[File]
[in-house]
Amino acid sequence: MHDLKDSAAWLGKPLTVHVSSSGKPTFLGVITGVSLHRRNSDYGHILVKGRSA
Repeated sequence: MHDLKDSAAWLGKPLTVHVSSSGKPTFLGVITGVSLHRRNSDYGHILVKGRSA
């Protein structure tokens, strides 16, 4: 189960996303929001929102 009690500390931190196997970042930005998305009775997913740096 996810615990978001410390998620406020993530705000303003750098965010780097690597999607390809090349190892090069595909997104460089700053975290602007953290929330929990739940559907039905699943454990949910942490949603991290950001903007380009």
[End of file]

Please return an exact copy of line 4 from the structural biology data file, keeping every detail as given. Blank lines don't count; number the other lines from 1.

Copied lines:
């Protein structure tokens, strides 16, 4: 189960996303929001929102 009690500390931190196997970042930005998305009775997913740096 996810615990978001410390998620406020993530705000303003750098965010780097690597999607390809090349190892090069595909997104460089700053975290602007953290929330929990739940559907039905699943454990949910942490949603991290950001903007380009």